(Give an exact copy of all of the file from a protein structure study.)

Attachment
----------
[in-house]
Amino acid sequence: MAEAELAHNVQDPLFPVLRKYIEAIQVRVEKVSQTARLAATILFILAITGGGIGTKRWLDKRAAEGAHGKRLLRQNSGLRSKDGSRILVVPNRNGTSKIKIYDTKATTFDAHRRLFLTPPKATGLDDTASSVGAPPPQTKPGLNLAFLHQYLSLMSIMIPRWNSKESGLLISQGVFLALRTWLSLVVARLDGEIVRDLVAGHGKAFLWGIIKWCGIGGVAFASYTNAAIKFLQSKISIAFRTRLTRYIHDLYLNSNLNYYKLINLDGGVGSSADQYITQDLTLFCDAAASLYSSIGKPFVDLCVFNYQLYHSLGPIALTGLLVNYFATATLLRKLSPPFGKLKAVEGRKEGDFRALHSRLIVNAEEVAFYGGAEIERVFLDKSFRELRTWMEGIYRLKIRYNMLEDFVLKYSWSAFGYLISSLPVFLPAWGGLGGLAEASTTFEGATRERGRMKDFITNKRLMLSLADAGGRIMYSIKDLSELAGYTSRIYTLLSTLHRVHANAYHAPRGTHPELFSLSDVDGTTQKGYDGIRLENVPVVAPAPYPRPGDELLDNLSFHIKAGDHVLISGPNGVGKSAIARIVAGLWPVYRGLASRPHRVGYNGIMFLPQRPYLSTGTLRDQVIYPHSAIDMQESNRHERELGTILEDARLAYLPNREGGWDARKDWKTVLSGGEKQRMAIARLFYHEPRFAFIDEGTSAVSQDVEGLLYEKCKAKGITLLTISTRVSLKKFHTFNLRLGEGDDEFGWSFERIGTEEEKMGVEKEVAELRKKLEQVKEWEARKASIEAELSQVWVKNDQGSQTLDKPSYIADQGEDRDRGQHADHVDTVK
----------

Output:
[in-house]
Amino acid sequence: MAEAELAHNVQDPLFPVLRKYIEAIQVRVEKVSQTARLAATILFILAITGGGIGTKRWLDKRAAEGAHGKRLLRQNSGLRSKDGSRILVVPNRNGTSKIKIYDTKATTFDAHRRLFLTPPKATGLDDTASSVGAPPPQTKPGLNLAFLHQYLSLMSIMIPRWNSKESGLLISQGVFLALRTWLSLVVARLDGEIVRDLVAGHGKAFLWGIIKWCGIGGVAFASYTNAAIKFLQSKISIAFRTRLTRYIHDLYLNSNLNYYKLINLDGGVGSSADQYITQDLTLFCDAAASLYSSIGKPFVDLCVFNYQLYHSLGPIALTGLLVNYFATATLLRKLSPPFGKLKAVEGRKEGDFRALHSRLIVNAEEVAFYGGAEIERVFLDKSFRELRTWMEGIYRLKIRYNMLEDFVLKYSWSAFGYLISSLPVFLPAWGGLGGLAEASTTFEGATRERGRMKDFITNKRLMLSLADAGGRIMYSIKDLSELAGYTSRIYTLLSTLHRVHANAYHAPRGTHPELFSLSDVDGTTQKGYDGIRLENVPVVAPAPYPRPGDELLDNLSFHIKAGDHVLISGPNGVGKSAIARIVAGLWPVYRGLASRPHRVGYNGIMFLPQRPYLSTGTLRDQVIYPHSAIDMQESNRHERELGTILEDARLAYLPNREGGWDARKDWKTVLSGGEKQRMAIARLFYHEPRFAFIDEGTSAVSQDVEGLLYEKCKAKGITLLTISTRVSLKKFHTFNLRLGEGDDEFGWSFERIGTEEEKMGVEKEVAELRKKLEQVKEWEARKASIEAELSQVWVKNDQGSQTLDKPSYIADQGEDRDRGQHADHVDTVK